Planes: Fire & Rescue (Nintendo 3DS) Review

By Lex Firth 17.12.2014

Review for Planes: Fire & Rescue on Nintendo 3DS

At this point, it would be strange if a Disney film were to be released without a videogame tie-in. In the last couple of years alone there has been Frozen, Brave, and Wreck-it Ralph arrive on consoles, as well as a tie-in for the first Planes film, which surprisingly impressed the team on the DS. Now it's the turn of the sequel, Fire & Rescue, but sadly it doesn't quite fare as well.

Most noticeable right out of the box, Planes: Fire & Rescue does away with the first game's racing and replaces it with (guessed it, right?) fire-fighting and rescue missions! It's an interesting concept and one that may spark interest among those who aren't even fans of the film - a premise like this in a flight game is admittedly fairly rare - but the game fails to stick the landing.

Fire & Rescue's main problem is that it's an incredibly tedious experience. On paper, flying around Piston Park putting out various fires and rescuing stranded hikers should be thrilling and heroic. In practice, it involves Dusty Crophopper (the crop-dusting protagonist of both Planes films) flying in awkward circles around hard-to-see flames, moving over to the nearest body of water when his tank empties. Rinse and repeat. It's made worse by the fact that Dusty controls terribly: once he starts moving, he can't be stopped, making it difficult to pinpoint fires exactly and almost impossible to fill up the tank in certain bodies of water.

Screenshot for Planes: Fire & Rescue on Nintendo 3DS

The rescue missions are, however, a massive improvement. There are actually a number of characters to play as, two of which are helicopters that can pick up obstacles, deer, and even the stranded hikers themselves. The gameplay itself is nothing more than a few button commands and quickly becomes boring but the other characters at least control better than Dusty and can even be used to put out fires when the mission calls for it.

The third and final type of gameplay is rooted to the ground and puts the player in control of a number of small trucks who can clear paths and locate hidden objects with the use of a radar. The path-clearing stages function like the rescue sections in that they only require a few button presses, but the treasure-hunting stages are far more interesting as they ask actual thought of the player. While the fact that the radar doesn't work when too far away from the object can cause a bit of an annoyance, these are by far the most enjoyable parts of the game and some objects are even hidden in clever little landscape-based puzzles that may leave some stumped, even if only for a few seconds.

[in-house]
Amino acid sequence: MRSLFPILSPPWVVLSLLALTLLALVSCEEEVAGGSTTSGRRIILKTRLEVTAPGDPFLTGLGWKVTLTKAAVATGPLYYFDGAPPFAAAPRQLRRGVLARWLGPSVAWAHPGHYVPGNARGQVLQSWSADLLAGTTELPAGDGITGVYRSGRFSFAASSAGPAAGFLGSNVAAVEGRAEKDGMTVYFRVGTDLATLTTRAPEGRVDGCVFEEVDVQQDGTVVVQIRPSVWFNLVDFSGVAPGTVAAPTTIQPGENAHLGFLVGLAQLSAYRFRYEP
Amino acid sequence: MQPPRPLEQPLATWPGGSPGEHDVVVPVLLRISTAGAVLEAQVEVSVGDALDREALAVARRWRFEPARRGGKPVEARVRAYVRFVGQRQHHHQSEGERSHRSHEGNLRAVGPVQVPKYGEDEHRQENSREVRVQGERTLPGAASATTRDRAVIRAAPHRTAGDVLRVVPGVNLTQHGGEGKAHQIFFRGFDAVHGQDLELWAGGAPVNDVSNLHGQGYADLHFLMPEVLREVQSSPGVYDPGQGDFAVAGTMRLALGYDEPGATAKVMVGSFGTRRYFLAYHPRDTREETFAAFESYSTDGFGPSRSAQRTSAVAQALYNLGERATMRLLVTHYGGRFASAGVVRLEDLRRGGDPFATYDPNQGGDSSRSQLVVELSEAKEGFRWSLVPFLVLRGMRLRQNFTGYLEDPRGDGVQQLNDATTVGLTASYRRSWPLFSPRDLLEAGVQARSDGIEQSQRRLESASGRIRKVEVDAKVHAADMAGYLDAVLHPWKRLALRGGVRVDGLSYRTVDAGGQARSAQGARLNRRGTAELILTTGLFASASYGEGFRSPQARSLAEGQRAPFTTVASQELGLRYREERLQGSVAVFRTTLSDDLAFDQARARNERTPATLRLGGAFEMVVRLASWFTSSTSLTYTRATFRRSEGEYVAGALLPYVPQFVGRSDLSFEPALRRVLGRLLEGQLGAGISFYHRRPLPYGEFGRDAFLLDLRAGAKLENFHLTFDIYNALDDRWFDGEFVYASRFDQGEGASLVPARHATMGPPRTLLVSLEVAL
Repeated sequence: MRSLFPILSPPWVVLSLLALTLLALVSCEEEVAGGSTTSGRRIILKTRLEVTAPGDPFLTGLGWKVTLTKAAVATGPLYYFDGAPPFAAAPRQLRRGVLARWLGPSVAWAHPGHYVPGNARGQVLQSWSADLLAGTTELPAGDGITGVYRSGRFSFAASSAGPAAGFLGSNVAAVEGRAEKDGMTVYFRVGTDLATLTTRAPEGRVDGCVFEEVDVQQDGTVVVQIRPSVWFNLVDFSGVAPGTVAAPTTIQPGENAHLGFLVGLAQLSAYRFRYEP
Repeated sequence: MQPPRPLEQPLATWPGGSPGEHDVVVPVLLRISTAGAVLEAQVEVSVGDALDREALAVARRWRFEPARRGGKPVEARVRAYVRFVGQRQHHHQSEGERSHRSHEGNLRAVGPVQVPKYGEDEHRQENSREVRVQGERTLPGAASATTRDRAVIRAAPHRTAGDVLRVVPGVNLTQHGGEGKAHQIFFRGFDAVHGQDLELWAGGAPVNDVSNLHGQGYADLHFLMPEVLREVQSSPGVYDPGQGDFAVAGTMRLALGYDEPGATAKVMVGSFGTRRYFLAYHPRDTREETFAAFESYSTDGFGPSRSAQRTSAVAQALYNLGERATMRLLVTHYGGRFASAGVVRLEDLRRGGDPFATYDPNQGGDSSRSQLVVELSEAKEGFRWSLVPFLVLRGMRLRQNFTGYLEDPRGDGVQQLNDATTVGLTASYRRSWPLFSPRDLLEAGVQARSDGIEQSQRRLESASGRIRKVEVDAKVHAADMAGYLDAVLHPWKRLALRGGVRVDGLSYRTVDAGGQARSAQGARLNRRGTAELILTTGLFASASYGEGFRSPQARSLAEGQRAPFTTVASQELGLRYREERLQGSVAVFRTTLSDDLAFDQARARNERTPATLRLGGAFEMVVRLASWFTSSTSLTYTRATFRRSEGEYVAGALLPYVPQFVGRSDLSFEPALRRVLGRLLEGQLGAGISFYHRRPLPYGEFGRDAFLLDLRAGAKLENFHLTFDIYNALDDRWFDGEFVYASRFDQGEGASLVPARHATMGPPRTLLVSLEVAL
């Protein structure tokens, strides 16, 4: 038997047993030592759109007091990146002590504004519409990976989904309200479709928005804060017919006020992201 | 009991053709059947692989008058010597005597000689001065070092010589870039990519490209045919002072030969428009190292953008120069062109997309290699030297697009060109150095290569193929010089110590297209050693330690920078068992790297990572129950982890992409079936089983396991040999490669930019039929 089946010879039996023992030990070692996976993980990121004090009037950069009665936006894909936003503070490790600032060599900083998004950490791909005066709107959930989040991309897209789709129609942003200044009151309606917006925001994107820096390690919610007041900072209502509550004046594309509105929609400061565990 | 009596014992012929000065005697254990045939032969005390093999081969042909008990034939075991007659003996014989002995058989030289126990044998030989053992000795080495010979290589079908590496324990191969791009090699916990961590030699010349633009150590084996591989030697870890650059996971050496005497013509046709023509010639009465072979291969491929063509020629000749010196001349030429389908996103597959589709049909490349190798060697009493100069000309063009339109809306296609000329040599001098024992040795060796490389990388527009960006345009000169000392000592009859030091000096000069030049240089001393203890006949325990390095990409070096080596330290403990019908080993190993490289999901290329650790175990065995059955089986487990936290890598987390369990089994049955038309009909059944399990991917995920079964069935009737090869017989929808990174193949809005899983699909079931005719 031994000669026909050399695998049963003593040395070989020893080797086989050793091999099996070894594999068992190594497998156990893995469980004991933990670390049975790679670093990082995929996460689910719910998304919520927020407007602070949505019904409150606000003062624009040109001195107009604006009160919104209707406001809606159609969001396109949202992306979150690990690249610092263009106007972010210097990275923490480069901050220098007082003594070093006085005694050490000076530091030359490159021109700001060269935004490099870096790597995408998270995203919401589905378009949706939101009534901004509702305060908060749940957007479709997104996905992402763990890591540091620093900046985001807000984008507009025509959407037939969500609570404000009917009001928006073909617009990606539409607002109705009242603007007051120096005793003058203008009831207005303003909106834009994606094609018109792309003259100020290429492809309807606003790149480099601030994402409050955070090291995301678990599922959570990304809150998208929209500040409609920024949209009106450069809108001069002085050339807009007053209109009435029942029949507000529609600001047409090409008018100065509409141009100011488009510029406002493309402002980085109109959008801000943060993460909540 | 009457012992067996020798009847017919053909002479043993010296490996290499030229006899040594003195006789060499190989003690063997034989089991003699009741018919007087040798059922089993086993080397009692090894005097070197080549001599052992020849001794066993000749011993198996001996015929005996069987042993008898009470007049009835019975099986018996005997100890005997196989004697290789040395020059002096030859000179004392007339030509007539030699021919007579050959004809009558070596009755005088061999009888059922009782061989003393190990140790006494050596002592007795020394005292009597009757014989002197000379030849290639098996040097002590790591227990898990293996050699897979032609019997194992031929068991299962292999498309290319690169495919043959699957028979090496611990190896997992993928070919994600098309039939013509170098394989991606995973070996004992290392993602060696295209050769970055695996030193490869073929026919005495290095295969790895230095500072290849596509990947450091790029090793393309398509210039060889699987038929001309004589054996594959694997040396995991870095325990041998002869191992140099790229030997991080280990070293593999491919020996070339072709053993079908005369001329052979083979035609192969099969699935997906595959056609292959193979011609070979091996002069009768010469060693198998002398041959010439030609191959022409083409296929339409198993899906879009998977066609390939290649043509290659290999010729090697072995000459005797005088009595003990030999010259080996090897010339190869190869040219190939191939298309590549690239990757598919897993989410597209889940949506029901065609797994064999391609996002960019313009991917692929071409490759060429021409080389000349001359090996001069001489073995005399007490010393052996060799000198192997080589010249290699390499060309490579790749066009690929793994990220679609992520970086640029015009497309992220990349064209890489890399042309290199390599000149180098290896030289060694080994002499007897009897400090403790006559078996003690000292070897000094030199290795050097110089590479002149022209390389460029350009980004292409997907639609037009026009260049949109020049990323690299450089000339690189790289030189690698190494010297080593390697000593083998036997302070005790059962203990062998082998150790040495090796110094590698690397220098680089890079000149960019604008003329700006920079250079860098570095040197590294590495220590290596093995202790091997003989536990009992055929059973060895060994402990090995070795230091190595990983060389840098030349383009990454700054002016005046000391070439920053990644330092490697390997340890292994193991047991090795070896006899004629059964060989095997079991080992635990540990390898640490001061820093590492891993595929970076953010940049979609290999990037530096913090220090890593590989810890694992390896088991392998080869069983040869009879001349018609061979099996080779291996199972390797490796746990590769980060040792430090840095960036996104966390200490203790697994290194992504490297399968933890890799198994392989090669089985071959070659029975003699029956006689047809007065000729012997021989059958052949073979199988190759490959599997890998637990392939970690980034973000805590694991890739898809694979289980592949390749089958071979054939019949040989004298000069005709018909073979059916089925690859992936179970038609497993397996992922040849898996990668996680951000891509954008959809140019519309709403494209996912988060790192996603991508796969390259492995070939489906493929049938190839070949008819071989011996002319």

Screenshot for Planes: Fire & Rescue on Nintendo 3DS

Speaking of landscapes, there are only three. Piston Park is split into three total areas that are visited around four times each over the course of the story, and although that may seem restrictive it's actually rewarding to learn a stage off by heart, especially when the location of some objectives are only hinted at in descriptions of the area in the dialogue.

The dialogue itself is nothing to shout about: there's a very rudimentary story going on in the background about a storm and "fire season" but it's no Citizen Kane and the voice acting becomes grating, with only a line or two spoken by each character and then thrown on top of text that doesn't match it in terms of tone.

Screenshot for Planes: Fire & Rescue on Nintendo 3DS

Presentation-wise, the game is frankly awful. The graphics have more in common with a mediocre DS title than even a poor 3DS one, and the music relies on very few tracks that appear to have been lifted straight from the film - heroic orchestrated music may fit a movie, but it's dull and unfitting when it's played behind Dusty Crophopper trying to fill his water tank in a tiny body of water.

Despite its many shortcomings, Planes: Fire & Rescue has at least made an effort. If nothing else, there are a number of different kinds of gameplay present - even if they are all shallow and repetitive - and the treasure hunting shows promise, save for one or two particularly egregious stages that provide the player with no radar whatsoever. It may be functional, but its tiresome nature makes it difficult to recommend to even the most easily-amused player.

Screenshot for Planes: Fire & Rescue on Nintendo 3DS

Cubed3 Rating

Rated 4 out of 10


While there are some good ideas at play here, Planes: Fire & Rescue does the bare minimum with them and the development team has produced a game that's only fun to play for a few minutes at a time. Parents are warned to only buy this for their children if they are having trouble getting them to sleep - this is an incredibly boring experience and is too thin on the ground to recommend playing past the point of tedium.


Little Orbit


Little Orbit





C3 Score

Rated $score out of 10  4/10

Reader Score

Rated $score out of 10  0 (0 Votes)

European release date Out now   North America release date Out now   Japan release date None   Australian release date Out now   


Comments are currently disabled

Subscribe to this topic Subscribe to this topic

If you are a registered member and logged in, you can also subscribe to topics by email.
Sign up today for blogs, games collections, reader reviews and much more
Site Feed
Who's Online?

There are 1 members online at the moment.